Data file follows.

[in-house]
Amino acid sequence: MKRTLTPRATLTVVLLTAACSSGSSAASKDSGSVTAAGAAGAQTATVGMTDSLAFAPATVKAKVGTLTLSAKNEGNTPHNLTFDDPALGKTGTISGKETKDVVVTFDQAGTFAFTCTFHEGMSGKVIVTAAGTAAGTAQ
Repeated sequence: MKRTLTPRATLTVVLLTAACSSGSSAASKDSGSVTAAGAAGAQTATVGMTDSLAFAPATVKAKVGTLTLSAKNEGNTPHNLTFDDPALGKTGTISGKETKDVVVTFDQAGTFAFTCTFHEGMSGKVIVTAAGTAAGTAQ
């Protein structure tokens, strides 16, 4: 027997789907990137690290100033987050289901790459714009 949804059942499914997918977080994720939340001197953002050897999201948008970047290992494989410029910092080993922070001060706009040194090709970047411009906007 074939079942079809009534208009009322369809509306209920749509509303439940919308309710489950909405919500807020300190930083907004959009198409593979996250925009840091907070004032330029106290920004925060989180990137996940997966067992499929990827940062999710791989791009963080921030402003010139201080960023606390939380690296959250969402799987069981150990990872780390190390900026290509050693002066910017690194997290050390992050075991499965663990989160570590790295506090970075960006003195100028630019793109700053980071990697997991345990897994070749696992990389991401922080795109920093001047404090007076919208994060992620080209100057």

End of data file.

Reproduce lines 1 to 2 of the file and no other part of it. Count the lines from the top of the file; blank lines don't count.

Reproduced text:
[in-house]
Amino acid sequence: MKRTLTPRATLTVVLLTAACSSGSSAASKDSGSVTAAGAAGAQTATVGMTDSLAFAPATVKAKVGTLTLSAKNEGNTPHNLTFDDPALGKTGTISGKETKDVVVTFDQAGTFAFTCTFHEGMSGKVIVTAAGTAAGTAQ